As U.S. Treasury Secretary Jacob J. Lew asks the public which famous woman he should put on new $10 bills, historians he’s surveyed privately are building a convincing argument for abolitionist Harriet Tubman.
Catherine Clinton, a Tubman biographer, pressed her case at a meeting Lew held with more than a dozen academics and researchers in Washington in August. Together with other Tubman supporters, she swayed some of her colleagues, including Arwen Palmer Mohun, a history professor at the University of Delaware, in Newark.
“I walked into that meeting with a list in my head, but a pretty firm conviction that it should be a woman of color,” Mohun said in an interview. “And I walked out convinced that that woman should be Harriet Tubman.”
The Treasury Department has been polling people since June about which woman to honor on redesigned $10 bills that will debut in 2020. That year will be the 100th anniversary of the passage of the 19th Amendment, which gave women the right to vote.
Lew said July 29 he will announce his decision “in the very near future.”
Mohun said the U.S. economy was built on the backs of slaves, and the latest redesigned currency should recognize that legacy. Clinton, a professor at the University of Texas at San Antonio, argues that Maryland-born Tubman liberated herself and others, repeatedly risking her life. During the Civil War, she served as a nurse, a scout and a Union spy.
Those attending the Aug. 5 meeting at the National Museum of American History agree it wasn’t a debate that resulted in a winner. Still, most of those interviewed either pointed to Tubman as their top candidate or said that while they back other candidates, the arguments for the escaped slave were particularly strong.
“Tubman was a remarkable reformer,” said American University history professor Alan Kraut, whose first choice would be Eleanor Roosevelt. “The United States is a racially and ethnically pluralist nation. It is only fitting that the faces that adorn U.S. currency reflect that heritage.”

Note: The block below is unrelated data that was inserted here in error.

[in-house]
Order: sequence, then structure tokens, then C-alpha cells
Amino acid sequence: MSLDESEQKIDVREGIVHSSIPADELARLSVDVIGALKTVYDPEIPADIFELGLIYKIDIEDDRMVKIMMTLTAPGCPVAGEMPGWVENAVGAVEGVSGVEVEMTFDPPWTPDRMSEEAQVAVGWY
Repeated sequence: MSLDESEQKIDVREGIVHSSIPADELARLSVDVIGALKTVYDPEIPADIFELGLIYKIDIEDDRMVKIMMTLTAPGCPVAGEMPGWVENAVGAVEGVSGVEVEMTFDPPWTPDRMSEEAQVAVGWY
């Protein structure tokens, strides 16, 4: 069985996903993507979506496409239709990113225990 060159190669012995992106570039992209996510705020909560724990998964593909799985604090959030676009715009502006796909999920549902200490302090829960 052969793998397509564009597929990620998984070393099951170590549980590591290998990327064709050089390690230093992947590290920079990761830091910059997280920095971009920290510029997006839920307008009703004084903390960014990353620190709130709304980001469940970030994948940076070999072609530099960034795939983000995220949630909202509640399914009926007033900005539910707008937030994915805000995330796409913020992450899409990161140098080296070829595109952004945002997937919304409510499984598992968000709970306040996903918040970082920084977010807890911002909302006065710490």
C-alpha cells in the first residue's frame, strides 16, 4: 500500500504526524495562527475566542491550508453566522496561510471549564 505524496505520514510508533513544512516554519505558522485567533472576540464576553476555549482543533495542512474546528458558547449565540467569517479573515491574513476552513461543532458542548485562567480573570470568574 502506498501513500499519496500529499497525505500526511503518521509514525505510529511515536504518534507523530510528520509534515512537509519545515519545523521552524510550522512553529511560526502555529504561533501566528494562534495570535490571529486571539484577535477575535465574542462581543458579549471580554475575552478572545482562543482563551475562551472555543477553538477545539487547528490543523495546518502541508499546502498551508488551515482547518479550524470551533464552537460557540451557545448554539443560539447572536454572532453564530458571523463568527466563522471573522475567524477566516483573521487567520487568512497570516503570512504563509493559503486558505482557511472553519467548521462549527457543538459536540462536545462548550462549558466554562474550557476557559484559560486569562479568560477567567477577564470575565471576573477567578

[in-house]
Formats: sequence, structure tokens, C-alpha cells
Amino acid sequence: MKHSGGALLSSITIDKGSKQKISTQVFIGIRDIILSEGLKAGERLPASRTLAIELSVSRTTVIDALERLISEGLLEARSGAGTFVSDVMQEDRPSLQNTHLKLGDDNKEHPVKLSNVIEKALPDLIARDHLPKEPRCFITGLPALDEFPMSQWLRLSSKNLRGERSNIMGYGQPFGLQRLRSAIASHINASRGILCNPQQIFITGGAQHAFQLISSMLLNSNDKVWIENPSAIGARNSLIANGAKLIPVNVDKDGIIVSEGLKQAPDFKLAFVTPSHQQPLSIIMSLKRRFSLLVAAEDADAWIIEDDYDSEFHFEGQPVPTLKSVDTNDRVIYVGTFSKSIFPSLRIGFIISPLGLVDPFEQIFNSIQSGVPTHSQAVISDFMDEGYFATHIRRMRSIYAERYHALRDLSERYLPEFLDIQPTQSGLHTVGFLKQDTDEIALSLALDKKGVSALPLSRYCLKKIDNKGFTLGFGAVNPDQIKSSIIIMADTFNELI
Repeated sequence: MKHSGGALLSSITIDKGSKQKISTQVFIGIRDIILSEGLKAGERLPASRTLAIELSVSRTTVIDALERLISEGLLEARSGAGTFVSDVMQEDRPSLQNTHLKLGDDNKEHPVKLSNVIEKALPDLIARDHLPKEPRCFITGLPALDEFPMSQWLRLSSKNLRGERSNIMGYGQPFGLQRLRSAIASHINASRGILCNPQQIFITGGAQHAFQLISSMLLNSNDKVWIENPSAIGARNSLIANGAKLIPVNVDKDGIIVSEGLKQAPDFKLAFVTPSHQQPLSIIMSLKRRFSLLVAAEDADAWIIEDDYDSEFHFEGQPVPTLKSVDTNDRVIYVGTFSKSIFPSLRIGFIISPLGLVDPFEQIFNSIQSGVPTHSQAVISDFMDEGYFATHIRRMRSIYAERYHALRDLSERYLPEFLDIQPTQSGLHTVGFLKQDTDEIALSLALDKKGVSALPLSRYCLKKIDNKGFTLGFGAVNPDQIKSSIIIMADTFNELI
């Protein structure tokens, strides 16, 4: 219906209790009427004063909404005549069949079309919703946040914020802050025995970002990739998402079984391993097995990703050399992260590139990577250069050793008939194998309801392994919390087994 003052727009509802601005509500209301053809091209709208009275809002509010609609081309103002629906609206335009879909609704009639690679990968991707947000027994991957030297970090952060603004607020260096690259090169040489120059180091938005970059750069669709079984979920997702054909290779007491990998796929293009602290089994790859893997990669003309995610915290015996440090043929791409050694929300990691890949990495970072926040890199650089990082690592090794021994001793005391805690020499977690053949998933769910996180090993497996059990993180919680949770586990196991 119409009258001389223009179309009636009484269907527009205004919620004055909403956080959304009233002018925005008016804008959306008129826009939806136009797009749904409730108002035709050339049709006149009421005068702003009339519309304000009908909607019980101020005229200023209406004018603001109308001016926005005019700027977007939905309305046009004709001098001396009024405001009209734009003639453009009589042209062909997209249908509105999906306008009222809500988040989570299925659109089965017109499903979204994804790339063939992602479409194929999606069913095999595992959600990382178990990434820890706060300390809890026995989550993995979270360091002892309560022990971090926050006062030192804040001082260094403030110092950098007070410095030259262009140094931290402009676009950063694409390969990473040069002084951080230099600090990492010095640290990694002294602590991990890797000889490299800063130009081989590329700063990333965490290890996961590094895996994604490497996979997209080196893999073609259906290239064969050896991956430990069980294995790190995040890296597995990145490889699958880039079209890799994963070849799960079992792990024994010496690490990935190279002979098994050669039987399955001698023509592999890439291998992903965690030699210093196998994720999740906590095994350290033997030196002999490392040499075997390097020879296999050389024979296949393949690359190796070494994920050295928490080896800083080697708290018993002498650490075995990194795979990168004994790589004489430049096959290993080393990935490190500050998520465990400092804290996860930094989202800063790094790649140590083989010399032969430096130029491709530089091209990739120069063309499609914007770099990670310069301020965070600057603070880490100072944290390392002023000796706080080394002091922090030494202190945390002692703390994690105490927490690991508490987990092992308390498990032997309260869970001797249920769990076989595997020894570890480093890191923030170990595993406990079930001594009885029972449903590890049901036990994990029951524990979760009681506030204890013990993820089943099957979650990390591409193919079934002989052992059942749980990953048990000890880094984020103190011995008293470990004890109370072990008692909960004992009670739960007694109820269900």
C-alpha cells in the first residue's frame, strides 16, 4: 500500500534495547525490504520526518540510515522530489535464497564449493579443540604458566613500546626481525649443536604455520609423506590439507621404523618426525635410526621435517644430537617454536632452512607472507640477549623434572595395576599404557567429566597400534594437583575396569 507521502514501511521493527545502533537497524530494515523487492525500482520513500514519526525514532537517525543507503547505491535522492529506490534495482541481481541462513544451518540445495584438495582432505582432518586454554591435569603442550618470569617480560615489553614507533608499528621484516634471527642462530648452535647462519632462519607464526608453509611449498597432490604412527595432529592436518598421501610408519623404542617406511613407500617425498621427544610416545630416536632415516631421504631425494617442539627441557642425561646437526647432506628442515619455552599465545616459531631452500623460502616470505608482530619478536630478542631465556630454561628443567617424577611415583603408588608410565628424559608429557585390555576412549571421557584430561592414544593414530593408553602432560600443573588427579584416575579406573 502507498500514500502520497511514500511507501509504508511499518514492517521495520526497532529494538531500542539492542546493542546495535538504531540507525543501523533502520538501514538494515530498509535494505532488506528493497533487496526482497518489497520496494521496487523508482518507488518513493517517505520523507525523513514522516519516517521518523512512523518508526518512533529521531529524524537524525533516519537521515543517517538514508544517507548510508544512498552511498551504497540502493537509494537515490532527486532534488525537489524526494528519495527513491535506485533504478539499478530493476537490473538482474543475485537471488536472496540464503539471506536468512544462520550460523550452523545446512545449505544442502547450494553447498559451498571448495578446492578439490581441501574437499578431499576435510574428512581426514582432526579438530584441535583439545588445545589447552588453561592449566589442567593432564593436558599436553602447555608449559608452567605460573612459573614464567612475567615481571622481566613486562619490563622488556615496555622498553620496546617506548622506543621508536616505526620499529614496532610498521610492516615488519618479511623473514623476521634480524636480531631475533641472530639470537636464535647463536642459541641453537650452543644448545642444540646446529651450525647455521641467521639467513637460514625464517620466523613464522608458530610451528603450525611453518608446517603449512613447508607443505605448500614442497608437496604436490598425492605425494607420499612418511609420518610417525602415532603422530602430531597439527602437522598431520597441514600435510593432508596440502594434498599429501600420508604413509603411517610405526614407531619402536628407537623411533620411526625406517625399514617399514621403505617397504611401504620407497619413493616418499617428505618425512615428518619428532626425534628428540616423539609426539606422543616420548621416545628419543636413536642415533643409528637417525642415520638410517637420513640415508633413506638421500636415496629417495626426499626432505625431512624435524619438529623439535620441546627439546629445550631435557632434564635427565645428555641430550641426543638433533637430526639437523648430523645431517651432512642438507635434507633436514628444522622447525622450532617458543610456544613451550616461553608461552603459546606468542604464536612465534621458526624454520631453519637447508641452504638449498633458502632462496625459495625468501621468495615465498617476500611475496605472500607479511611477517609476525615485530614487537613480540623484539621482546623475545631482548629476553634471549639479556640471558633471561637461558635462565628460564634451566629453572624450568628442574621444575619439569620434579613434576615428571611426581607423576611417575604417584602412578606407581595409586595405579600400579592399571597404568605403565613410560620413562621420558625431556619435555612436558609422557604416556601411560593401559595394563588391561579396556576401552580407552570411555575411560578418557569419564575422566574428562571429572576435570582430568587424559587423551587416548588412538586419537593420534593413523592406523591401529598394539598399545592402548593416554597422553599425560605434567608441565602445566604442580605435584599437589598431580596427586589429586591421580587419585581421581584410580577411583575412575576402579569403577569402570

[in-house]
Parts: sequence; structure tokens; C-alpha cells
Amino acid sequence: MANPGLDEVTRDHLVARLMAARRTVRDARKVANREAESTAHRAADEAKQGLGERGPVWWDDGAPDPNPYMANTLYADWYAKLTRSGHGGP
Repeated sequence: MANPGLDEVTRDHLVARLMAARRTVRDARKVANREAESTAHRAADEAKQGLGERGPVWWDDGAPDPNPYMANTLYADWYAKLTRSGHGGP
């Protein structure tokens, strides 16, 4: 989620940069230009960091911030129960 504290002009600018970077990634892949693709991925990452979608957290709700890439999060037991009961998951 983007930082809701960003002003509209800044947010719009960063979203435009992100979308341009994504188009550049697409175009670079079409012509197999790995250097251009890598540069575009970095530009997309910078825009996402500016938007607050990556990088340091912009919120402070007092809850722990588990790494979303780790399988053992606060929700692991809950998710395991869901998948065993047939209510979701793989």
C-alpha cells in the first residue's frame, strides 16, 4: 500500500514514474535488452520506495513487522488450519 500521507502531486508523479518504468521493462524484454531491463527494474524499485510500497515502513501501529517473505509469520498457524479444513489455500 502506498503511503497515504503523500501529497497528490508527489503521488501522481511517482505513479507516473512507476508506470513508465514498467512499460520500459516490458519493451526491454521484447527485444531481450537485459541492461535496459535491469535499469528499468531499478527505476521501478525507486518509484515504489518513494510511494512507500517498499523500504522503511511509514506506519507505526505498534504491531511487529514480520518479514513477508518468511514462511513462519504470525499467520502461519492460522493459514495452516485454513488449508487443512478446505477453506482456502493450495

A Treasury spokeswoman declined to comment.
According to the Treasury, the first image of a woman on U.S. currency notes in more than a century should “feature a woman who was a champion for our inclusive democracy.” Tubman’s story fits that criteria, her backers say.
While the Treasury collects public opinion through social media, town hall meetings and gatherings behind closed doors, Lew has held seven in-person meetings to discuss the candidates. He has also met with presidential biographer Doris Kearns Goodwin, local leaders in Charlotte, North Carolina, and students in New York.
Goodwin later said in an e-mailed statement that her top three candidates are Roosevelt, civil-rights activist Rosa Parks and Tubman.
Roosevelt’s story is much different. She was a person “born to privilege” who obtained much of her position in life because she was the wife of a U.S. president, said Jon Butler, professor emeritus of history, religious and American studies at Yale University, who also attended the historians’ meeting with Lew in August.
Bill Maurer, a cultural anthropologist at the University of California at Irvine, who participated in the same gathering, said the discussion reduced his enthusiasm for Roosevelt after hearing that another first lady, Martha Washington, had already been featured on a currency note.
“We actually had people of African descent on currency in the past, but it has been people who were represented as slaves and these were on Confederate bank notes,” Maurer said. Putting Tubman on the $10 bill would be a good way to balance that history, he said.